With reference to FIG. 3, next will be described the flow logic of the motion sensors 10. At Step 60, the detector 18 of the motion sensor 10 watches for any detectable sign of motion or activity. While the motion sensor 10 watches for activity, the timer 16 (FIG. 1) is running. If the motion sensor 10 sees motion at Step 66, the processor 14 initiates a query 68 as to whether the timer 16 is running. Upon seeing motion for the first time, the timer 16 will not be running, and thus, at Step 70 an open is reported via a first signal from the transmitter 12. By open is meant that the detector 18 has detected activity. The detector 18 of the motion sensor 10 will continue to watch; however, no further motion will be reported, as continuous reporting takes up battery power. If the timer 16 is running, at Step 72 the timer 16 is restarted at zero. If the timer 16 is not running and after the open has been reported, the timer 16 is started at zero at Step 72. After Step 72, the logic returns to Step 60 and the motion sensor 10 watches for renewed motion. Typically, motion occurs intermittently, and so if the detector 18 sees motion again at Step 66 before the timer expires at Step 62, the answer to the query at Step 68 will be yes, and that will be followed by a restarting of the timer 16 at zero at Step 72.

Upon expiration of the timer 16, which was started or restarted at Step 72 and which occurs after N minutes at Step 62, at Step 64 a close is reported via a second signal from the transmitter 12. By close is meant that no activity has been detected within the N time period. Preferably, the N time period for which the timer 16 runs before expiring is about four minutes. It should be appreciated, however, that any amount of time should be suitable as long as the N time period is known. Longer N time periods may be useful in diminishing radio traffic and increasing battery life of the sensors 10, 32. After reporting a close at Step 64, the logic returns to Step 60.

The open and the close are both reported by transmitting the first and second signals to the monitoring center 42. An algorithm is utilized to calculate the actual close time of the timer 16, thus providing an actual time that activity ceased within the home 30. By comparing the actual time that activity has ceased in the home 30 with data from the external door sensors 32, an accurate determination as to whether inactivity within the home 30 is due to the resident being away from the home 30 can be made. Alternatively, whether inactivity within the home 30 is due to the resident ceasing to move also can be more accurately determined.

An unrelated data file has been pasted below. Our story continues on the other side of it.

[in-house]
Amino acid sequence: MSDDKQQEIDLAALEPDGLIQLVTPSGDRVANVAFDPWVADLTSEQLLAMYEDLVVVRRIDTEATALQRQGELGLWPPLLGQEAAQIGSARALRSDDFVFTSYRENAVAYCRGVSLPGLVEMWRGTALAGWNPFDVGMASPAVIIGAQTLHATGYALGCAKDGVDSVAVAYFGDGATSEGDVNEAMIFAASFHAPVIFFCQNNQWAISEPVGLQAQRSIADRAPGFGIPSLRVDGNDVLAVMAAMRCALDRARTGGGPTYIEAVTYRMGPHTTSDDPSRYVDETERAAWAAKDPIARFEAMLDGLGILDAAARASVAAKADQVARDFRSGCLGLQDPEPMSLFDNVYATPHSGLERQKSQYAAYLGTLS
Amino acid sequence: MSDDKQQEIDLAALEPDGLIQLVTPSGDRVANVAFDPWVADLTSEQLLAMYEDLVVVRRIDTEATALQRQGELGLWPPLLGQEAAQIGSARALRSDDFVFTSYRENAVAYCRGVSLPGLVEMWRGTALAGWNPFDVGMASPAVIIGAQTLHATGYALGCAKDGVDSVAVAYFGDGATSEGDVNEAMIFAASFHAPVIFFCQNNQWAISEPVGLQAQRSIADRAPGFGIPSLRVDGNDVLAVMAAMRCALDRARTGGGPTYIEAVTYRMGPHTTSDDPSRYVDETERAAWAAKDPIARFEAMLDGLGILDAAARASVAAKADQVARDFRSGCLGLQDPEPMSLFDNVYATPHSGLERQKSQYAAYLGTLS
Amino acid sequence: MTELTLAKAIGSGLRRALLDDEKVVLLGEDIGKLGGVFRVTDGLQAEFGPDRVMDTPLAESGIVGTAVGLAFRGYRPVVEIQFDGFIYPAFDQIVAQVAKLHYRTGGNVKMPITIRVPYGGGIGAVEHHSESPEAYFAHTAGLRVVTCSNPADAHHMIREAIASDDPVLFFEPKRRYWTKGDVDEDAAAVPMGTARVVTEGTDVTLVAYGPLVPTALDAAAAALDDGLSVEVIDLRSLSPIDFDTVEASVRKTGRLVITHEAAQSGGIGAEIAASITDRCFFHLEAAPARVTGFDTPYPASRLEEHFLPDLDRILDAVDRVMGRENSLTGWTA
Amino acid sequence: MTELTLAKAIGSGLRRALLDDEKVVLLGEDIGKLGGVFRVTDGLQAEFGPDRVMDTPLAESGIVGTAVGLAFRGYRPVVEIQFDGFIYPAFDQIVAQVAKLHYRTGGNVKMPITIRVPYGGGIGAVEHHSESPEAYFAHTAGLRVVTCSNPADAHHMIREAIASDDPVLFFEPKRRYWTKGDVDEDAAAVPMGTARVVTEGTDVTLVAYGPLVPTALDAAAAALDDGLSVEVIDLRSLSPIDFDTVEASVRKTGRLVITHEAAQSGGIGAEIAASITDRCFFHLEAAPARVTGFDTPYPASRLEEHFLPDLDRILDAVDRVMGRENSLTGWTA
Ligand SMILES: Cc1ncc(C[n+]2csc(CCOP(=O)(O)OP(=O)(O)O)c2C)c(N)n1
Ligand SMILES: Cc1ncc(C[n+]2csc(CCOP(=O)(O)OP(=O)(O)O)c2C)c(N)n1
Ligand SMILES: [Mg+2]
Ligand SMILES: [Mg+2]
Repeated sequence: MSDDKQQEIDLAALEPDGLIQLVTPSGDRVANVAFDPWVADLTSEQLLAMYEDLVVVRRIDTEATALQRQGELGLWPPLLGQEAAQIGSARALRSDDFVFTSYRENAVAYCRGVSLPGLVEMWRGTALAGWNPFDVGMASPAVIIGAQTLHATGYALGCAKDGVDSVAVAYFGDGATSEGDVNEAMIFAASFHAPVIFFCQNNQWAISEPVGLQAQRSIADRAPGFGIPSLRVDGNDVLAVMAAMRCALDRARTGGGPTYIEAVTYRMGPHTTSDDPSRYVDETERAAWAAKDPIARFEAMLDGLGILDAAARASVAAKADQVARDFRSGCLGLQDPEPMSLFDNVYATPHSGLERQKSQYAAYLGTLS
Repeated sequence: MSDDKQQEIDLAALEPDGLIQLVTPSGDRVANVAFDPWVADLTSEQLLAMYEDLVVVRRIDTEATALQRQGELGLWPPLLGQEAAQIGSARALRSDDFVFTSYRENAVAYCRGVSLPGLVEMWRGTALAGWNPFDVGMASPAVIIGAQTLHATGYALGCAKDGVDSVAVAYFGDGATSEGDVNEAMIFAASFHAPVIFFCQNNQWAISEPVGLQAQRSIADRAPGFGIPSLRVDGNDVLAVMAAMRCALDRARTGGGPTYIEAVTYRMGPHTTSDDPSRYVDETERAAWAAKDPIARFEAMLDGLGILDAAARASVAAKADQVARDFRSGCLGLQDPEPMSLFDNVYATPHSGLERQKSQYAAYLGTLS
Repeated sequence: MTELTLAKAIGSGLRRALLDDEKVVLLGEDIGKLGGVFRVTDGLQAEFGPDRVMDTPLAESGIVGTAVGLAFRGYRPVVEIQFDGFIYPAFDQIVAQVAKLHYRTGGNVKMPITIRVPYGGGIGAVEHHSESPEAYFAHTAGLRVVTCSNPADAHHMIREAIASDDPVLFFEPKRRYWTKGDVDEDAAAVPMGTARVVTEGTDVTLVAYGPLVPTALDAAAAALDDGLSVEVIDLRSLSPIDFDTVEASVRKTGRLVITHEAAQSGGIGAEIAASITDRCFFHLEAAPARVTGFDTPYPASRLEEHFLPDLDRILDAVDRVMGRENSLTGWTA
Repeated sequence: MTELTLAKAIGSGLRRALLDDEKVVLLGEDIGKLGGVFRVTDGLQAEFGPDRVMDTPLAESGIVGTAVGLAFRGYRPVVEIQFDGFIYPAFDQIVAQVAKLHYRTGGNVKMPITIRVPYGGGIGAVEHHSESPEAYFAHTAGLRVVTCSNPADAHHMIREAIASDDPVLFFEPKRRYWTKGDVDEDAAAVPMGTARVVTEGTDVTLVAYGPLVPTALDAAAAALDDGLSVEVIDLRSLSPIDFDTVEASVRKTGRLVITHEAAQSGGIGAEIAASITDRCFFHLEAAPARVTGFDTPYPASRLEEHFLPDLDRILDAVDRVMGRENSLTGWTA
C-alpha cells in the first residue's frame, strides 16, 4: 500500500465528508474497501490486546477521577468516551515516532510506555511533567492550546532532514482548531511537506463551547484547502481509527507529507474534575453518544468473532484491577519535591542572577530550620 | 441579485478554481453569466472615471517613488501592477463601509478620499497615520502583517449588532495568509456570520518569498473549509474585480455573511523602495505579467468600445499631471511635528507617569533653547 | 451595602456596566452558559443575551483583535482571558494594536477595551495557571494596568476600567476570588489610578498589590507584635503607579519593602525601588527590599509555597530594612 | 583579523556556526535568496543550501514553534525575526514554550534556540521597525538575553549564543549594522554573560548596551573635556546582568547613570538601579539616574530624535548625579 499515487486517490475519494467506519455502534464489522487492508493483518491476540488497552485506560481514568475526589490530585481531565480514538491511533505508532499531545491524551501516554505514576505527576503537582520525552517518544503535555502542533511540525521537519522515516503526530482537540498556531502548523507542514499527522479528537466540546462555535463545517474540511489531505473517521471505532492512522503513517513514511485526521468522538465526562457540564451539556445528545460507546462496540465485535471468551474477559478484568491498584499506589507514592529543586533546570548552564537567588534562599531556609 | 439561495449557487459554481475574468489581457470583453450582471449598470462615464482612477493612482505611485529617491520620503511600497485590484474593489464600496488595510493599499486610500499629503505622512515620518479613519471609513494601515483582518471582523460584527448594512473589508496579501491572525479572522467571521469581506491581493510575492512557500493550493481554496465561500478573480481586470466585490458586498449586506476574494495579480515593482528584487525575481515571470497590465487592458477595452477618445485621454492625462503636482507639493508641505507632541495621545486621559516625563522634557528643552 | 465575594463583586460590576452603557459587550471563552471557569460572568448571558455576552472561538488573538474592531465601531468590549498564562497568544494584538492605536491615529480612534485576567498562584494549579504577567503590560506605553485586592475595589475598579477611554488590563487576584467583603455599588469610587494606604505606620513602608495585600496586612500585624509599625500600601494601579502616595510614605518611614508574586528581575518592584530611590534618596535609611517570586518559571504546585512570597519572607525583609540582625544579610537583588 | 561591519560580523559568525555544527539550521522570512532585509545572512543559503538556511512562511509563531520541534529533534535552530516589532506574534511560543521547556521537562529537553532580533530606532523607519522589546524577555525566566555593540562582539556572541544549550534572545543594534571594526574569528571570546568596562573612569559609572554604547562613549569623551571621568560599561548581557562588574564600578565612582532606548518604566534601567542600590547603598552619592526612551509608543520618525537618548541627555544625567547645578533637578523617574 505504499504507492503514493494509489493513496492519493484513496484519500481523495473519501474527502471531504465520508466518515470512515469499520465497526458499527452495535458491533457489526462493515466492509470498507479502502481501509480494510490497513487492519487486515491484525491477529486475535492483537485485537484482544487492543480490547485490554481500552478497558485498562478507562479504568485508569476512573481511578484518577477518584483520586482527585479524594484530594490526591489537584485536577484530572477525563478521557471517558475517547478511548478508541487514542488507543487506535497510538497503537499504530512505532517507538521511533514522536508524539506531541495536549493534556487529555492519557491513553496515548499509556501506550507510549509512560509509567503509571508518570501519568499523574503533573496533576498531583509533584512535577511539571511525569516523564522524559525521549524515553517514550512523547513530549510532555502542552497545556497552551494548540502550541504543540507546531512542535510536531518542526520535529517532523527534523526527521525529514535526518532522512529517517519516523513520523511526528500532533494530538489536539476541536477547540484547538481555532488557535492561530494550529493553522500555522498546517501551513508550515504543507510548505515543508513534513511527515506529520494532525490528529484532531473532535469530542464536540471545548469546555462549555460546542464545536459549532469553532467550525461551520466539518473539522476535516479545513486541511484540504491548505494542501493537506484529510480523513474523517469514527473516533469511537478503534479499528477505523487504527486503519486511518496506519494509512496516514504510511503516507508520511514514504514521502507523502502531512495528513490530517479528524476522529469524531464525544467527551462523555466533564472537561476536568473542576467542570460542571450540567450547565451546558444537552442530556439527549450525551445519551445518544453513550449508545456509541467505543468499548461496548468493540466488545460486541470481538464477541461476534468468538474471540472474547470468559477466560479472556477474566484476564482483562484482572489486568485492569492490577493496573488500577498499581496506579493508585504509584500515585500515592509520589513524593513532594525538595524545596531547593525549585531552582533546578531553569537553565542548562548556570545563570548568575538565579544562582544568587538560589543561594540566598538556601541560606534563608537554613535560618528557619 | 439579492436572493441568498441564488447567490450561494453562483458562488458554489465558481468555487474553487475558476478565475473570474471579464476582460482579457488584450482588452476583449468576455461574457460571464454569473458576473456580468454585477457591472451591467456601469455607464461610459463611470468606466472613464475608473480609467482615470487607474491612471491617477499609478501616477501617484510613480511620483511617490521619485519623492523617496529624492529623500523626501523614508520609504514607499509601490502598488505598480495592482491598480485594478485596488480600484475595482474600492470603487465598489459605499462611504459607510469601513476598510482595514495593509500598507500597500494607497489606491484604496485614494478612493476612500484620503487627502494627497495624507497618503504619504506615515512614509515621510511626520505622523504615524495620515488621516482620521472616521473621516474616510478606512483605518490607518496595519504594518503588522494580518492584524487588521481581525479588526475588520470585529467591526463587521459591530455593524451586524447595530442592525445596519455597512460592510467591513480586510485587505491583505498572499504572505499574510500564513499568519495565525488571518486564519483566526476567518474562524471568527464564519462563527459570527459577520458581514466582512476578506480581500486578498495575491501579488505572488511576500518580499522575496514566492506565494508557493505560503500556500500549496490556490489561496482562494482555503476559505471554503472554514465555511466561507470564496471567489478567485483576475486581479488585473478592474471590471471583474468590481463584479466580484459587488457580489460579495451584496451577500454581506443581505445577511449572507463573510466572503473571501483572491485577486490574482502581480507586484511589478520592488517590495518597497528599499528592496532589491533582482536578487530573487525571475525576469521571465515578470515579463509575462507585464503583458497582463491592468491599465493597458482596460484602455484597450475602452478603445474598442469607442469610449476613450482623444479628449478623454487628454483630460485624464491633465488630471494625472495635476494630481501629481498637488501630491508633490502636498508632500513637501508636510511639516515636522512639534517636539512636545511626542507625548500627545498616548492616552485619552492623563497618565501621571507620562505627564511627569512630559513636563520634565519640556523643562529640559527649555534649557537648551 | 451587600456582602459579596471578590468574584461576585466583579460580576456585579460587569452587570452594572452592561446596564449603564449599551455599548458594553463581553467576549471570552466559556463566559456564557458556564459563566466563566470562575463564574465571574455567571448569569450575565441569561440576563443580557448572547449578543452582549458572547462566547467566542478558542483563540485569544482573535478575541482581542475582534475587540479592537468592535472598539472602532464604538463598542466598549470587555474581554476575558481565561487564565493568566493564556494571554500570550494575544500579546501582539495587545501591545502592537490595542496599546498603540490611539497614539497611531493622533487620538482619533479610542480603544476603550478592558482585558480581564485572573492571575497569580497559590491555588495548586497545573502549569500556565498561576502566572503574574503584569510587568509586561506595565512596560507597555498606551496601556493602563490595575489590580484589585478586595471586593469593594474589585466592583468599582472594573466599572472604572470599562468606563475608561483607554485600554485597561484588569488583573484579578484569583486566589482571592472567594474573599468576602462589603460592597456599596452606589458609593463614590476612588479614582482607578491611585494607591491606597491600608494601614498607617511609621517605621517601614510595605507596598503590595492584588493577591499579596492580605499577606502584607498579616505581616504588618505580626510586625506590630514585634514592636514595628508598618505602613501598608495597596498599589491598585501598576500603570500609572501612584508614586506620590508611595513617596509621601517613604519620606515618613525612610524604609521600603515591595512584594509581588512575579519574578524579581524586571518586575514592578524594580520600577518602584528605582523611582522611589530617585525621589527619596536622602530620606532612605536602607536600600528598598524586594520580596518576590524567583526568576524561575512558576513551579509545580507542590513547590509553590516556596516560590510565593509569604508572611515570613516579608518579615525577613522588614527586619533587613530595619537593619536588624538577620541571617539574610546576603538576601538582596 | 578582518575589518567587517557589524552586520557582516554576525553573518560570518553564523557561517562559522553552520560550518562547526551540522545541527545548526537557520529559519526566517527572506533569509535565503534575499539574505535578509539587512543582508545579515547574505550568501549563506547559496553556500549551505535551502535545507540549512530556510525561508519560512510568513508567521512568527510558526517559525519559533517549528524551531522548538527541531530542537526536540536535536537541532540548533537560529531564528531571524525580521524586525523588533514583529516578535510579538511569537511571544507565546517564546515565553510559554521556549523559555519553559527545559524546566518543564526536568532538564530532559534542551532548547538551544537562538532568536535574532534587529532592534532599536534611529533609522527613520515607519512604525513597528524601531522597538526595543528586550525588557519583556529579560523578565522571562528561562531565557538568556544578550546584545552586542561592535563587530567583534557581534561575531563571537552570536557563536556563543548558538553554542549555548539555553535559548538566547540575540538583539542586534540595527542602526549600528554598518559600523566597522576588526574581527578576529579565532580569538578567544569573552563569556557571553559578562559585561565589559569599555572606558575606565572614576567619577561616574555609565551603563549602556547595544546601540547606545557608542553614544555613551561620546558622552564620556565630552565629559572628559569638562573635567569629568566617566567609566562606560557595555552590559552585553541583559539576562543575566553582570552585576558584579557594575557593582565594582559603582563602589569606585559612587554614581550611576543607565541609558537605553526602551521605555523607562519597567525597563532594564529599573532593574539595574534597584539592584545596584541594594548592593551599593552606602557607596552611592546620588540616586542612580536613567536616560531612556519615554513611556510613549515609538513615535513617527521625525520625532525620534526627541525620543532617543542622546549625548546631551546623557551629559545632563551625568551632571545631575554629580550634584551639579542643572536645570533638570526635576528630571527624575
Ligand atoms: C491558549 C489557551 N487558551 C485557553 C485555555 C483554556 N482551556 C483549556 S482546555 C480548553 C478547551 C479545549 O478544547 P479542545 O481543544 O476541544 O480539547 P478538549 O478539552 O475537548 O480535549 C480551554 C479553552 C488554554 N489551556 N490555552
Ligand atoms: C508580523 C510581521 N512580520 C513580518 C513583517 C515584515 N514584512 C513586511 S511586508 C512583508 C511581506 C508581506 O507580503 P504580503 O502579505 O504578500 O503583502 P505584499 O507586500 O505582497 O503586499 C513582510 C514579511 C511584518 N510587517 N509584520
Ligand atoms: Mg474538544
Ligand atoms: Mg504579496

Next, with reference to FIG. 5, will be described the changes of state within the home 30 identified by the system 100. Each of the states is determined by an event. The Quiet State 200 is a state of inactivity within the home 30, meaning total inactivity of all the sensors 10, 32 in the home 30 for a certain period of time. Event 202 a, which depicts the opening of an outer door as monitored by the external door sensors 32, moves the home 30 from the Quiet State 200 to the Door Open State 204. If sensors 10 monitor further activity in the home 30, as depicted by Event 212 b, then the home 30 moves to the Active State 216. If instead no further activity is monitored by the sensors 10 or the door sensors 32 for a pre-determined period of time, as depicted by Event 202 b, the home 30 reverts back to the Quiet State 200. The pre-determined period of time is configurable. If instead the door sensors 32 monitor the outer door being closed, as depicted at Event 206, the home 30 will instead change to the Door Close State 208.

While in the Door Close State 208, the door sensors 32 can time out at Event 210 b, sending the home back into the Quiet State 200. The time out period is a configurable, pre-determined period of time. If the outer door opens again, as depicted by Event 210 a, the home 30 reverts to the Door Open State 204. From the Door Close State 208, if the sensors 10 monitor opening of the outer door, as depicted by Event 214 b, then the home 30 moves to the Active State 216.